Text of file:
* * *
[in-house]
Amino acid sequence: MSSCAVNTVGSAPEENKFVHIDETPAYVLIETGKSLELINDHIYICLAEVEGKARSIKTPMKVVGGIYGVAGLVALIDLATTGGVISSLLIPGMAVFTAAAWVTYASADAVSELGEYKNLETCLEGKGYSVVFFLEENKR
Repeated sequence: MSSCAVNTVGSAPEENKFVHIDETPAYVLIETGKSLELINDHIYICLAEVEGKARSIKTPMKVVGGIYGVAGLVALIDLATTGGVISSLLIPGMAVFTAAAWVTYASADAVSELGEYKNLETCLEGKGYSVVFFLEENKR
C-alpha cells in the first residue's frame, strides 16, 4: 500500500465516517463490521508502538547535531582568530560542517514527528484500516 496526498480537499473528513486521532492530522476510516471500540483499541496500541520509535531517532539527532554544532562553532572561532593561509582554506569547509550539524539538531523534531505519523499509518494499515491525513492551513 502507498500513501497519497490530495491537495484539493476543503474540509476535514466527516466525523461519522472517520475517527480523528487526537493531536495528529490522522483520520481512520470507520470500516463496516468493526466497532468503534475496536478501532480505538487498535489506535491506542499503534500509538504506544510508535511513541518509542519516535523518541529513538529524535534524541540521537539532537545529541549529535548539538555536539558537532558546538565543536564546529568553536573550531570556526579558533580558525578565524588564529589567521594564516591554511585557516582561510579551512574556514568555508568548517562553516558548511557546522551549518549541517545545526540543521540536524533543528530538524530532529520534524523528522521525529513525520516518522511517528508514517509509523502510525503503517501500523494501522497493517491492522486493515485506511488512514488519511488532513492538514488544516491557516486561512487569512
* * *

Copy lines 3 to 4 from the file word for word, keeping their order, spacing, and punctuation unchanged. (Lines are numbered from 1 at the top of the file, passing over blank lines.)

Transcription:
Repeated sequence: MSSCAVNTVGSAPEENKFVHIDETPAYVLIETGKSLELINDHIYICLAEVEGKARSIKTPMKVVGGIYGVAGLVALIDLATTGGVISSLLIPGMAVFTAAAWVTYASADAVSELGEYKNLETCLEGKGYSVVFFLEENKR
C-alpha cells in the first residue's frame, strides 16, 4: 500500500465516517463490521508502538547535531582568530560542517514527528484500516 496526498480537499473528513486521532492530522476510516471500540483499541496500541520509535531517532539527532554544532562553532572561532593561509582554506569547509550539524539538531523534531505519523499509518494499515491525513492551513 502507498500513501497519497490530495491537495484539493476543503474540509476535514466527516466525523461519522472517520475517527480523528487526537493531536495528529490522522483520520481512520470507520470500516463496516468493526466497532468503534475496536478501532480505538487498535489506535491506542499503534500509538504506544510508535511513541518509542519516535523518541529513538529524535534524541540521537539532537545529541549529535548539538555536539558537532558546538565543536564546529568553536573550531570556526579558533580558525578565524588564529589567521594564516591554511585557516582561510579551512574556514568555508568548517562553516558548511557546522551549518549541517545545526540543521540536524533543528530538524530532529520534524523528522521525529513525520516518522511517528508514517509509523502510525503503517501500523494501522497493517491492522486493515485506511488512514488519511488532513492538514488544516491557516486561512487569512